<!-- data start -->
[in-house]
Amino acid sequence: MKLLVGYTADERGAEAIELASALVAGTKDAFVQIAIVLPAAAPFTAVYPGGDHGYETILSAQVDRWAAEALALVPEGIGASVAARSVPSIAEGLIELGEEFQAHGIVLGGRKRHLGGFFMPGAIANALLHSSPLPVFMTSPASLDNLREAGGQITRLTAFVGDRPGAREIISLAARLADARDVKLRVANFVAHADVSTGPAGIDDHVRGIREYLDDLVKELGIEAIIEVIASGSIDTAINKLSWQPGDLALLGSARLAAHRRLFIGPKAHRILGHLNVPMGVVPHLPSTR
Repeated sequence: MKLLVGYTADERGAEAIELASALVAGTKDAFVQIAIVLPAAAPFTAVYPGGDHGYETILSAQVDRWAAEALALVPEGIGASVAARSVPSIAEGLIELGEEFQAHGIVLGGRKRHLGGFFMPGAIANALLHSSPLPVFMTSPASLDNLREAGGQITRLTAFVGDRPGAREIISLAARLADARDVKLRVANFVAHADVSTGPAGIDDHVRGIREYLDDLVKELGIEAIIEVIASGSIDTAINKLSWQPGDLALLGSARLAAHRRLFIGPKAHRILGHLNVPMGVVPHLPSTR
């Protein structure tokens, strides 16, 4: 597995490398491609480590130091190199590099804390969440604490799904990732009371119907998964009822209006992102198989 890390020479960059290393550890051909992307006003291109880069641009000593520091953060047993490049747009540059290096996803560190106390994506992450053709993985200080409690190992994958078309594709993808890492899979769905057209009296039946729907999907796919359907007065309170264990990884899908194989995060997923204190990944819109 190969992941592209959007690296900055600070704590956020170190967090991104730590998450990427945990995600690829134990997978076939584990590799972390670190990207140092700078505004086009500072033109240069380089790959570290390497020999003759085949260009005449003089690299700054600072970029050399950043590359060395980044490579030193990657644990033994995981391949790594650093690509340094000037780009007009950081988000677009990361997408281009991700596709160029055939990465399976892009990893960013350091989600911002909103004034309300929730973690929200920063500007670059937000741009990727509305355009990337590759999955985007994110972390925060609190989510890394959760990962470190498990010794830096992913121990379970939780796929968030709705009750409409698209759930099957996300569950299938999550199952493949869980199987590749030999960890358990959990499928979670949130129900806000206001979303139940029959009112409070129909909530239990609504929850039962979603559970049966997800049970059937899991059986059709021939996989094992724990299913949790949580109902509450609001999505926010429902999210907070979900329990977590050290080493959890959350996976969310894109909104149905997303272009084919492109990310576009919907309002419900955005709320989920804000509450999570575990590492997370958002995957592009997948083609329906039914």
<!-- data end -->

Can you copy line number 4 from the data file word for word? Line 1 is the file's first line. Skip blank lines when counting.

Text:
């Protein structure tokens, strides 16, 4: 597995490398491609480590130091190199590099804390969440604490799904990732009371119907998964009822209006992102198989 890390020479960059290393550890051909992307006003291109880069641009000593520091953060047993490049747009540059290096996803560190106390994506992450053709993985200080409690190992994958078309594709993808890492899979769905057209009296039946729907999907796919359907007065309170264990990884899908194989995060997923204190990944819109 190969992941592209959007690296900055600070704590956020170190967090991104730590998450990427945990995600690829134990997978076939584990590799972390670190990207140092700078505004086009500072033109240069380089790959570290390497020999003759085949260009005449003089690299700054600072970029050399950043590359060395980044490579030193990657644990033994995981391949790594650093690509340094000037780009007009950081988000677009990361997408281009991700596709160029055939990465399976892009990893960013350091989600911002909103004034309300929730973690929200920063500007670059937000741009990727509305355009990337590759999955985007994110972390925060609190989510890394959760990962470190498990010794830096992913121990379970939780796929968030709705009750409409698209759930099957996300569950299938999550199952493949869980199987590749030999960890358990959990499928979670949130129900806000206001979303139940029959009112409070129909909530239990609504929850039962979603559970049966997800049970059937899991059986059709021939996989094992724990299913949790949580109902509450609001999505926010429902999210907070979900329990977590050290080493959890959350996976969310894109909104149905997303272009084919492109990310576009919907309002419900955005709320989920804000509450999570575990590492997370958002995957592009997948083609329906039914």